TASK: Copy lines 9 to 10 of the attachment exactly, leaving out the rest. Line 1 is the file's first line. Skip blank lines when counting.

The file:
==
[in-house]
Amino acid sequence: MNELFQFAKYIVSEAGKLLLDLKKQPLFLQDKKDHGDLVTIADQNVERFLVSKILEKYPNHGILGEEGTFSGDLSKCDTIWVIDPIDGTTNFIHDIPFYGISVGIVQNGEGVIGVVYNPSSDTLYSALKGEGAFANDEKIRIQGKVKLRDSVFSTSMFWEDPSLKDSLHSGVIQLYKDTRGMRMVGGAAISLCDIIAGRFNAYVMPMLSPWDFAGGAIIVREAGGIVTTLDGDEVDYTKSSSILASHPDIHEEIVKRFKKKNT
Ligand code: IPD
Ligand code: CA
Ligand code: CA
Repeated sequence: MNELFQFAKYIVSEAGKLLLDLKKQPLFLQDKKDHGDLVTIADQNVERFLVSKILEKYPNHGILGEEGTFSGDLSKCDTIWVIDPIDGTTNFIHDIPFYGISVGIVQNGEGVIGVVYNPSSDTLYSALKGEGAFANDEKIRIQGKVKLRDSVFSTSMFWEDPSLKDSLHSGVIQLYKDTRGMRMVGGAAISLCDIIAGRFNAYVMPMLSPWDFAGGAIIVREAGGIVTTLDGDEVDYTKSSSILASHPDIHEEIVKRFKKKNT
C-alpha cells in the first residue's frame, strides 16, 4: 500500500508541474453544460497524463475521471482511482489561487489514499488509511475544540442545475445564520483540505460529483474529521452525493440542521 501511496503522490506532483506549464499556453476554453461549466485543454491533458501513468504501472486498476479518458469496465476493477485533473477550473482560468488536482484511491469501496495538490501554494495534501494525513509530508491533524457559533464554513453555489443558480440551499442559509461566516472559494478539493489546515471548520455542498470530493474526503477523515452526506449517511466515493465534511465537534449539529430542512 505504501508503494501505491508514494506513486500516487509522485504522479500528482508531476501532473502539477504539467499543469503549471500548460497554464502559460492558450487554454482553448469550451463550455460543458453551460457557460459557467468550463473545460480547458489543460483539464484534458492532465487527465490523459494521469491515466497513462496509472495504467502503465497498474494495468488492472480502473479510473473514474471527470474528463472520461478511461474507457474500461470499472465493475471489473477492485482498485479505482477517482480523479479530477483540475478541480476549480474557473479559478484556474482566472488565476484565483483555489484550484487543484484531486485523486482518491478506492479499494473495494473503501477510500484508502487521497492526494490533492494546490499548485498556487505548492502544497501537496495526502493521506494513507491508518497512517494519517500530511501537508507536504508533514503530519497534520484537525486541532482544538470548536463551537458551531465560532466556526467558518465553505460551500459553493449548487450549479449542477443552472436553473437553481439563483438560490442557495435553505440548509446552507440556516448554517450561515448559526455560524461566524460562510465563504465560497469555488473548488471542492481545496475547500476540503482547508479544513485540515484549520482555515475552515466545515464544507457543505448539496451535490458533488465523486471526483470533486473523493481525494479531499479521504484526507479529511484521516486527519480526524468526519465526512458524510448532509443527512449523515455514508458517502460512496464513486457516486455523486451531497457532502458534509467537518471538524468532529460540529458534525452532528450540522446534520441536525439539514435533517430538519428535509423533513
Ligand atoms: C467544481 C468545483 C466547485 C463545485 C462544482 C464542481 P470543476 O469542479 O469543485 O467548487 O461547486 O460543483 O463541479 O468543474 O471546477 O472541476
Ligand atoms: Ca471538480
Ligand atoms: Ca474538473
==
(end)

Ligand atoms: Ca471538480
Ligand atoms: Ca474538473